Scams have become an every day part of online life, with cyber criminals constantly evolving their tactics.
Over the past year, cyber experts have seen a rising number of campaigns related to coronavirus and the NHS, including emails and texts related to the vaccine rollout and bogus Covid-19 apps.
More widely, well-known names such as HM Revenue & Customs (HMRC) and TV Licensing are also being copied to dupe people into surrendering sensitive information, as well as using images of famous faces such as Martin Lewis and Sir Richard Branson in fake news articles.
Here, we explain what to be aware of and how to help prevent fraud.
– What attacks do I need to watch out for?
Phishing attacks are the ones to watch out for – these are emails and text messages that pretend to be someone you trust.
In the last year, a spate of attempts related to the pandemic have come to light, offering things such as vaccines, cures and even claiming people were being fined for breaking lockdown.
Perpetrators use all sorts of real-world concerns such as coronavirus to dupe people into reacting.
Often, the end goal is to convince users to click a link that will send them to a dodgy website that may look authentic, where a virus could be installed or people are tricked into revealing passwords and personal information.
– What can I do to spot suspicious messages?
According to the National Cyber Security Centre (NCSC), there are several things to consider when trying to figure out whether a message is genuine or not.
First, authority, as criminals will often try to mimic important places such as banks or Government departments to get a person’s attention.
Consider the urgency. Messages that say you have a limited time to respond or face fines are used as a way to trick people into making rash decisions.
Does the message stir up emotions? Threatening language, dubious claims of support, or messages that try to tempt you into finding out more are signs.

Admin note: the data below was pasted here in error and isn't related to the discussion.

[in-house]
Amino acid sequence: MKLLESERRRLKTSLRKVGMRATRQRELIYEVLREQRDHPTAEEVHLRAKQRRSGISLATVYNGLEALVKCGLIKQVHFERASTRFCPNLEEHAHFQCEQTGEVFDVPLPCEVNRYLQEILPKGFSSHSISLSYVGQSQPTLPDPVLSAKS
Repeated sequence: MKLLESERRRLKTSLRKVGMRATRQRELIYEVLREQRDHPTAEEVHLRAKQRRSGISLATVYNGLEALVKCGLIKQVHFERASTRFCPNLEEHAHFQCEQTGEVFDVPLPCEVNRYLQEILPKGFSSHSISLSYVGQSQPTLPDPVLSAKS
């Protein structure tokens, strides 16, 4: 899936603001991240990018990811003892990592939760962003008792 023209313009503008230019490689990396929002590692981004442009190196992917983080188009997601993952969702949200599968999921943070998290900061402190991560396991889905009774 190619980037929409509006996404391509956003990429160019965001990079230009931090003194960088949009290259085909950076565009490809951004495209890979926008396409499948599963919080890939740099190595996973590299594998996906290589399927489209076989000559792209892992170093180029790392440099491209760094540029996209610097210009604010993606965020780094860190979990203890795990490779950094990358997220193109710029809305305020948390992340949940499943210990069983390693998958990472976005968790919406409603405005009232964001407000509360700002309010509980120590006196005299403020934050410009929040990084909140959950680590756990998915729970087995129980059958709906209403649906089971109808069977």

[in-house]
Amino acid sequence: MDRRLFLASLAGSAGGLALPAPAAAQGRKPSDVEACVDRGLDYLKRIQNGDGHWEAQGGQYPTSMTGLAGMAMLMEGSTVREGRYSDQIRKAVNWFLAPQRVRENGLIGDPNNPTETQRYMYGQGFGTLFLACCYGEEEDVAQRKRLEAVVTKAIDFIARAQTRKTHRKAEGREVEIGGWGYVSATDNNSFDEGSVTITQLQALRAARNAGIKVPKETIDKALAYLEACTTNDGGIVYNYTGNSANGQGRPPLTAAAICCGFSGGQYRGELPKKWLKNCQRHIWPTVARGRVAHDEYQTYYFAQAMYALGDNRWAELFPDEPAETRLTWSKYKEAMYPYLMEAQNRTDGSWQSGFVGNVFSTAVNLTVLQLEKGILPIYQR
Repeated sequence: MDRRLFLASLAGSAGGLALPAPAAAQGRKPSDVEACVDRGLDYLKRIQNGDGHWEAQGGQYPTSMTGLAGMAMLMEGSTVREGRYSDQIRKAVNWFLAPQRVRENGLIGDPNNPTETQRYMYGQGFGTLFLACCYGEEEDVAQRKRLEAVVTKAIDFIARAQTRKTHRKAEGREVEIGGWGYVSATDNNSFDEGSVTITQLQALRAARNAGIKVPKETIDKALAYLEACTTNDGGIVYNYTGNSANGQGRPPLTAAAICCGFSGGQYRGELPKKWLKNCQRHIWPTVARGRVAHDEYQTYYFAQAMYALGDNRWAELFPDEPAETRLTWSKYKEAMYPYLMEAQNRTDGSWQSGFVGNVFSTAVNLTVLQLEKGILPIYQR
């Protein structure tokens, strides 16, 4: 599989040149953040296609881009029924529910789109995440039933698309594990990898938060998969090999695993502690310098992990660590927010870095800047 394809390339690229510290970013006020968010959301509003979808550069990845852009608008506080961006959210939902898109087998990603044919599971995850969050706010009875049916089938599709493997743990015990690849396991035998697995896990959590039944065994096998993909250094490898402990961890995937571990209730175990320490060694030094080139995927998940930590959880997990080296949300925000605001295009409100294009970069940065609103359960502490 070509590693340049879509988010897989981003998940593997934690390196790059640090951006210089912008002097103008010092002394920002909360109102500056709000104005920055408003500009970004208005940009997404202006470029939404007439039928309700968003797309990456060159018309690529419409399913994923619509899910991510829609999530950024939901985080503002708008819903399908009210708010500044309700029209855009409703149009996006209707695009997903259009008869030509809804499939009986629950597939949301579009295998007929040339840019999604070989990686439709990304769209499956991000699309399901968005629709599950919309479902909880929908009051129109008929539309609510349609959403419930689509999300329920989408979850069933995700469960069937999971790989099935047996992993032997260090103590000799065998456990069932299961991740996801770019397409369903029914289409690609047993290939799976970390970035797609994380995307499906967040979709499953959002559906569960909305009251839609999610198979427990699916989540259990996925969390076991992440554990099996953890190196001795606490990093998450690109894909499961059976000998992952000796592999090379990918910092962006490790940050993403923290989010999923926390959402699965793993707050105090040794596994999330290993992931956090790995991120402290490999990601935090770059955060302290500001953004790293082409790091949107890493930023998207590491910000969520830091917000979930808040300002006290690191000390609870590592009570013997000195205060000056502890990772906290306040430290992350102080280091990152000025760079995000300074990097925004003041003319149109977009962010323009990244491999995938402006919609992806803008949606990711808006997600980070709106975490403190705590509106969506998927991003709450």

Another thing to watch out for is if they are offering something in short supply, such as concert tickets, this again can be used to make people rush into it without thinking first.
And more pressingly, criminals will exploit current events – in the last year, it is not surprising that coronavirus has been a big focus. But other big events, such as tax reporting, is another area to be mindful of.
There are other tell-tale signs, too. Phishing attacks are sometimes vague using general terms such as “dear customer” instead of your name.
It is also important to remember, if it sounds too good to be true, it probably is.
– How can I check if I’m not sure?
If you are unsure, go to an official source to check – do not interact with or go via the message you have received.
For example, if you have received something from HMRC or Royal Mail, contact them directly to find out whether it is legitimate, using their official website or contact number.
– What if I have already fallen victim to a scam?
If you have given banking details, you should contact your bank immediately and follow their instructions.
Those who think they have been hacked should change their passwords quickly and speak to their provider.
Anyone who believes they have installed a virus onto their device should run their antivirus software.
– Is there any way I can help?
The NCSC is removing more scam campaigns than ever before, with experts overseeing a 15-fold rise in 2020 compared to the previous year.
There are ways members of the public can help in this effort, by forwarding on suspicious messages to the NCSC for investigation.
Suspicious emails can be forwarded onto firstname.lastname@example.org.
Meanwhile, dodgy text messages can be forwarded to 7726 for free.
Published: by Radio NewsHub